The BBC recently ran an article about designer cities, asking a group of experts what they would do if they had power to design a city. The answers were varied and interesting – for the most part they revolved around engagement with residents, one of Urban Voice’s core aspects, and increasingly the role of technology (something else we’re pretty keen on). But what if cities were really designed by just one person?
That’s happened before, and still is happening in many parts of the world. Paris, capital of France whose colonial period influenced the very layout of Phnom Penh, is the prime example of a city based on one person’s master plan. That man was Georges-Eugene Haussman. A French civil planner, Haussman rebuilt Paris in the middle of the 19th century and created much of what we think of the city now. In the process, swathes of the old city were destroyed, and many poor people evicted.
Brazil’s capital Brasilia is another well-known example. Built in an effort to make the country’s capital more centrally located, the city was erected from scratch over 41 months between 1956 and 1960 according to the vision of three men: urban planner Lucio Costa, architect Oscar Niemeyer, and landscape designer Roberto Burle Marx. The result – A grand scale modernist utopia loved and hated in equal measure, though perhaps slightly more hated:
Nothing dates faster than people’s fantasies about the future. This is what you get when perfectly decent, intelligent, and talented men start thinking in terms of space rather than place; and single rather than multiple meanings. It’s what you get when you design for political aspirations rather than real human needs. You get miles of jerry-built platonic nowhere infested with Volkswagens. This, one may fervently hope, is the last experiment of its kind. The utopian buck stops here.
The same goes for India’s Chandigarh, the country’s first planned city. Designed by Le Corbusier in the 1950s, following an initial master plan developed by Albert Mayer together with Matthew Nowicki, it is regarded as the safest and most orderly city in India, and thus barely Indian at all. Compared to the great Indian cities of New Dehli and Kolkata, who’s very names make us think of vibrant, chaotic cities full of life, Chandigarh doesn’t stir our imagination.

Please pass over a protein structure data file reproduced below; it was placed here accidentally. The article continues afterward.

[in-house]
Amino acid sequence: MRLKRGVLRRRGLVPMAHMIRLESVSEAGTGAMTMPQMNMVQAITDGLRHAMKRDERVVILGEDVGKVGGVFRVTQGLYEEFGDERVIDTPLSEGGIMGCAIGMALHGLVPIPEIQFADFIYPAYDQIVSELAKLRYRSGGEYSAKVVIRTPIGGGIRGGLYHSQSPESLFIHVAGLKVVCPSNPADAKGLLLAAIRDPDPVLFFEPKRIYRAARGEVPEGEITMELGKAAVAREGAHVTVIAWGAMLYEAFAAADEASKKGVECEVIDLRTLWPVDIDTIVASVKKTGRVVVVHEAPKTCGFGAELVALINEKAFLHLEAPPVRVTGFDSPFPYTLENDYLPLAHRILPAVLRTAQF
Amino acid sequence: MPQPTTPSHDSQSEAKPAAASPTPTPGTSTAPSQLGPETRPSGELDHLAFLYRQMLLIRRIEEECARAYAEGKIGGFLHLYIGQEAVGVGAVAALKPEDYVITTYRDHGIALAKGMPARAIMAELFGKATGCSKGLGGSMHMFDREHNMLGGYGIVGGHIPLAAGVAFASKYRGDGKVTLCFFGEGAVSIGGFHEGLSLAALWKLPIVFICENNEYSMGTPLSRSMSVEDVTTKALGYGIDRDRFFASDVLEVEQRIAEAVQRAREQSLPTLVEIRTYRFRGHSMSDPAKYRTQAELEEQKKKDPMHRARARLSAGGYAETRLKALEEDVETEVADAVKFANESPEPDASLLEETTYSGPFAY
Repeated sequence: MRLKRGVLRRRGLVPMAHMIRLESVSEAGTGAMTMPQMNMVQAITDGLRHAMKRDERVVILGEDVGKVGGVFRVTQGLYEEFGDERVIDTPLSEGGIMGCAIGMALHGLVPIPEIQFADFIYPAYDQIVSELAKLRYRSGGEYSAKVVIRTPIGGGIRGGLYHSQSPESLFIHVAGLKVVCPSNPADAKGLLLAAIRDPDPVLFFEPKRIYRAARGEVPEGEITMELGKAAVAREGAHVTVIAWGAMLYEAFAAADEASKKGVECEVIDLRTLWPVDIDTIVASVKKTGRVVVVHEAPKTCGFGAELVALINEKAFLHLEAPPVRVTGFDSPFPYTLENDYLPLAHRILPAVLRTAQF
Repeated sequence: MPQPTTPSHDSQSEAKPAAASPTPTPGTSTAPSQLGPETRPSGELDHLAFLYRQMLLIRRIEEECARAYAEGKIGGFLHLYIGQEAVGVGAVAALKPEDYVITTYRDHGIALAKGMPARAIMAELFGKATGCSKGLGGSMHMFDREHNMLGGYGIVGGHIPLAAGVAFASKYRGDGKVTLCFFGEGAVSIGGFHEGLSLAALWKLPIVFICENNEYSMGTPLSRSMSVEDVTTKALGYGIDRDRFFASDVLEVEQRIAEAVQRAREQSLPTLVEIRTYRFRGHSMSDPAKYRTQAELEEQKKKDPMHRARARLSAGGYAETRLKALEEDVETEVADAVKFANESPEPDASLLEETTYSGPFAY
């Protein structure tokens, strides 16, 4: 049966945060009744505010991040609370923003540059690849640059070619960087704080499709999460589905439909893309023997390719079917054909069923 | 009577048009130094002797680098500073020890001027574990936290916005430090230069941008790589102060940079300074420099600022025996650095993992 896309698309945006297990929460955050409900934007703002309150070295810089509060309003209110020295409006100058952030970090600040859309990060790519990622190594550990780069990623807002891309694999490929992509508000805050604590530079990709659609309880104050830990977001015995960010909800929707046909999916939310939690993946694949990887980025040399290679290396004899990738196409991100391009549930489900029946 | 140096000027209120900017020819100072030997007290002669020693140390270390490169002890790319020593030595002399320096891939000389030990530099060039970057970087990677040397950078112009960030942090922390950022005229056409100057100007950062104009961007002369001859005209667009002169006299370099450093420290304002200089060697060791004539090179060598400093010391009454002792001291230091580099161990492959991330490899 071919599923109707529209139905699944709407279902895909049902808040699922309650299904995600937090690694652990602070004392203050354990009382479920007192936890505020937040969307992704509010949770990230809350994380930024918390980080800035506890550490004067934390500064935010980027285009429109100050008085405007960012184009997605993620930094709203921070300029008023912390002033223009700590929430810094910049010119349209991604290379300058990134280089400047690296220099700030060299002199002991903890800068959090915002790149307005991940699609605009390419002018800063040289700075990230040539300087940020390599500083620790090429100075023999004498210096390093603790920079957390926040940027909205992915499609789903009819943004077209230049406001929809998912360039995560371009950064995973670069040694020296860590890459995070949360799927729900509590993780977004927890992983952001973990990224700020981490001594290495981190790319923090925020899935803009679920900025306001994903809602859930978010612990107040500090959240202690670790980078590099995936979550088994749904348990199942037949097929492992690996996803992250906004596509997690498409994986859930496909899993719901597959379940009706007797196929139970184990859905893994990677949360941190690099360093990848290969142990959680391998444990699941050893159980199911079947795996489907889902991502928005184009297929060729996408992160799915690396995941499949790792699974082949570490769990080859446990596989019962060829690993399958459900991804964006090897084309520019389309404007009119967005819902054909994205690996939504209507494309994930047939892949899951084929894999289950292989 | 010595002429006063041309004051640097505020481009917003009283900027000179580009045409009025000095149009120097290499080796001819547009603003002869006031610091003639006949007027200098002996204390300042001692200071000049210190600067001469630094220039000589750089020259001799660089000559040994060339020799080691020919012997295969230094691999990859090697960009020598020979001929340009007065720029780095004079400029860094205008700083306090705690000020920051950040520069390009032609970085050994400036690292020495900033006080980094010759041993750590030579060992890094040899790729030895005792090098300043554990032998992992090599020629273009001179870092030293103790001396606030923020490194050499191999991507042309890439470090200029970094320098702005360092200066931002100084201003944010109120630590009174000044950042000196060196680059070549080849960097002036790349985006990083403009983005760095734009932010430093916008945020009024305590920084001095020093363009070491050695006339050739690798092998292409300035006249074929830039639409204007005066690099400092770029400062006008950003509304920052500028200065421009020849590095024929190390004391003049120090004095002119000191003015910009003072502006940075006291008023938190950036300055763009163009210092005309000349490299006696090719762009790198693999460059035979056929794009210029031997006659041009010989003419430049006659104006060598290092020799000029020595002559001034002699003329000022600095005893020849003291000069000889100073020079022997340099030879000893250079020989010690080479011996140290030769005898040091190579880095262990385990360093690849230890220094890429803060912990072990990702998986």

The capital of the central Asian republic of Turkmenistan, Ashgabat, is a more recent example of a city being redesigned. In recent years, due to the oil and natural gas wealth of the country, the city’s profile has changed significantly as first President Turkmenbashi and now President Gurban Berdimuhameddov have sculpted the city. Previously characterized as a small Soviet built city with the requisite concrete infused socialist architecture, Ashgabat is transforming much in the same manner of Dubai and Abu Dhabi. The major difference between those three cities – Ashgabat has a central directive for its design.
That’s not to say Dubai and Abu Dhabi don’t have a central plan for how their cities will expand. Rather Ashgabat’s plan, much in the manner of Haussmann’s, goes beyond stipulating what goes where; how large roads are; where water and power lines will be placed. It regulates the height and style of buildings, the required building materials and other design aspects. Why? So that Ashgabat becomes known as the White City of Central Asia.
Sounds similar to what Phnom Penh was once called – the Pearl of Asia.
In the 1960s, Phnom Penh had an urban plan influenced by the great Vann Molyvann. Between then and now, however, the city seems to have moved away from planning, with the expansion to the west instead of south, while several bright and shining high-rises have made their appearance. Although a master plan for 21st century Phnom Penh lies on the drawing board, development continues to take place unguided by a central vision.
In the BBC article, Carlo Ratti of the Senseable Cities Lab at MIT reminds us that ‘a good city cannot be designed in a top-down fashion. Spaces and fluxes overlap and intertwine in our interaction with the city, which can only be shaped through a distributed, bottom-up process.’
So is Phnom Penh’s lack of planning a good thing?
Not necessarily. While a lack of planning can allow for more organic processes to define a city, what it is taking place in Phnom Penh is not a bottom-up process. Instead, urban development is largely dictated by the wants and needs of wealthy private developers, whose high-rises, satellite cities, and boreys seem to take precedence over the needs of the majority of the city’s residents. Their version of developing the city dismisses many of those who already live and work in the city and their needs.
That’s where Urban Voice comes in. We don’t believe a city should be designed by any one person, or a group of wealthy developers for that matter. We believe in the bottom-up approach – by crowdsourcing your view of the city, we want to make the voices of the majority heard and in that way contribute to the development of a more sustainable, inclusive, and equitable city.